Meet the Aahana team member behind our branding and graphic design, Stevie Guarino! After being approached to join the team, Stevie said she was thrilled, “I’d really been wanting to get involved in some type of start up, but on top of that Aahana is something I completely believe in. So between the mission, and the organization itself, it was a really unique opportunity that I was honored to be able to be a part of.” Stevie is currently a Custom Design major in promotion and special events management at Drexel University.
I have grown up living a life where the majority of the things I want to do- I am capable of doing without a second thought. Going to India and stepping foot into Mamta School made me realize something I had not been able to realize in the 19 years I've been living. What I realized is that it does not take money and time to get things accomplished- you just have to have the will power to get it done.
Yesterday, we decided to visit Mamta School one last time. The kids will be doing a performance at a local show tomorrow, so they decided to do a rehearsal show for us. As the kids performed the play and their dances that they had worked so hard on, I was taken aback to how far they have come. How far Aahana has come!
Despite their difficult backgrounds, the kids live everyday with a smile on their face. As we were leaving, Mamta School's principal, Jayantikaka said, "Their difficult lives before Mamta School are unrecognizable. It is as if they have covered their pains with nothing but happiness".
His statement has stayed with me and made me realize Aahana's impact on these children is great and will grow to become greater day by day.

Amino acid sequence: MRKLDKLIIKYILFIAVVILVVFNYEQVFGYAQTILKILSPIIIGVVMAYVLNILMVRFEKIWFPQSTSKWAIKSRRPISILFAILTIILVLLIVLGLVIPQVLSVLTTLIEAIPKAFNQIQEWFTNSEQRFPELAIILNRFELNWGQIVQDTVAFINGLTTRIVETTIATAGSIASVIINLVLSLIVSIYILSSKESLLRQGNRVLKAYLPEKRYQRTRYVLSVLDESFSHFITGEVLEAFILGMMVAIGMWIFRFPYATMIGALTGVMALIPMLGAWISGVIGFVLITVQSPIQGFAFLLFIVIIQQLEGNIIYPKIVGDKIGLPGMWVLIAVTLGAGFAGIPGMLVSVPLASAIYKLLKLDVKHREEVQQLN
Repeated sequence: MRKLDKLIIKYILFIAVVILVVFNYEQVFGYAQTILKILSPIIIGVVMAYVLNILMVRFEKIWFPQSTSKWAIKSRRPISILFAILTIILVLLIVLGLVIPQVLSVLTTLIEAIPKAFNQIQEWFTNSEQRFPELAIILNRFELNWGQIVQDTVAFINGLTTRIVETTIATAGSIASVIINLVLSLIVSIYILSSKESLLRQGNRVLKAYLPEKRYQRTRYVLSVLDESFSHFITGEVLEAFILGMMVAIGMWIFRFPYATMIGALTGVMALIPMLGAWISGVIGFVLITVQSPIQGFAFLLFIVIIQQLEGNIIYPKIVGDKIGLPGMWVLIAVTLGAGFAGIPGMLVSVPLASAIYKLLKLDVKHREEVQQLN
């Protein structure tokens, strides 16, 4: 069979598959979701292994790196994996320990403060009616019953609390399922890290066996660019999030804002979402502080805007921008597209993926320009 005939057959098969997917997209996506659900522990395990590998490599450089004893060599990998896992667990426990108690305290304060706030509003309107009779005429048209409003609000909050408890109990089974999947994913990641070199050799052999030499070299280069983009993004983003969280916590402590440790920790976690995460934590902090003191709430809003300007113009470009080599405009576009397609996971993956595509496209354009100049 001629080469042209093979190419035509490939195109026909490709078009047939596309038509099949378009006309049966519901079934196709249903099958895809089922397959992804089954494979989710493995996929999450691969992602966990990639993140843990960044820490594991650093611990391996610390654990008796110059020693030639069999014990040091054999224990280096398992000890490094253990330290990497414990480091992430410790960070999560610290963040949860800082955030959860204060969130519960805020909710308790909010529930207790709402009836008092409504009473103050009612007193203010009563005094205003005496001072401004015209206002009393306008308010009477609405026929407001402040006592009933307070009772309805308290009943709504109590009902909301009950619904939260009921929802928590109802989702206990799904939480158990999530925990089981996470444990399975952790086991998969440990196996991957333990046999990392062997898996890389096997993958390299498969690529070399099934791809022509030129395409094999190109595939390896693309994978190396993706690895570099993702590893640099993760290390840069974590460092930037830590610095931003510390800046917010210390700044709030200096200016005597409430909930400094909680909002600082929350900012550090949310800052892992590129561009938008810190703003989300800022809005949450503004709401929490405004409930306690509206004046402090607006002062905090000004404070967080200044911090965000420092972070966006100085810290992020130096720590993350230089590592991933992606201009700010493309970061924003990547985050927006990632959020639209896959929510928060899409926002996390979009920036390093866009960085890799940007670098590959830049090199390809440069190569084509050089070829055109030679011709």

Usha has talked about family quite a bit in the past few days. Yesterday I was on my laptop, catching up on some work I needed to get done. Usha was close by, watching me, and waiting to listen to music or lean more about computer. I told her to give me some time so she picked up a newspaper and started to try to read it. A few minutes later, I asked if she wanted me to help her learn to recognize a few letters in the Gujarati alphabet. It was a slow start, but she picked it up very quickly. Within 30 minutes she could recognize and write a few of of the letters.
About two days ago, I met with a few of the girls I mentioned in my blog post last year (Check out the blog post here). Unlike other young girls in their community, Manisha and Parul have supportive parents who encourage them to go to school. The sisters are in 5th and 7th grade and attend school every day. Their father told us that he will be sure to educate his daughters because he does not want them to have the hard life he had. Their friends, Kajal and Puja are also in the same boat. Their parents have hopes to have them complete middle school and then move onto high school.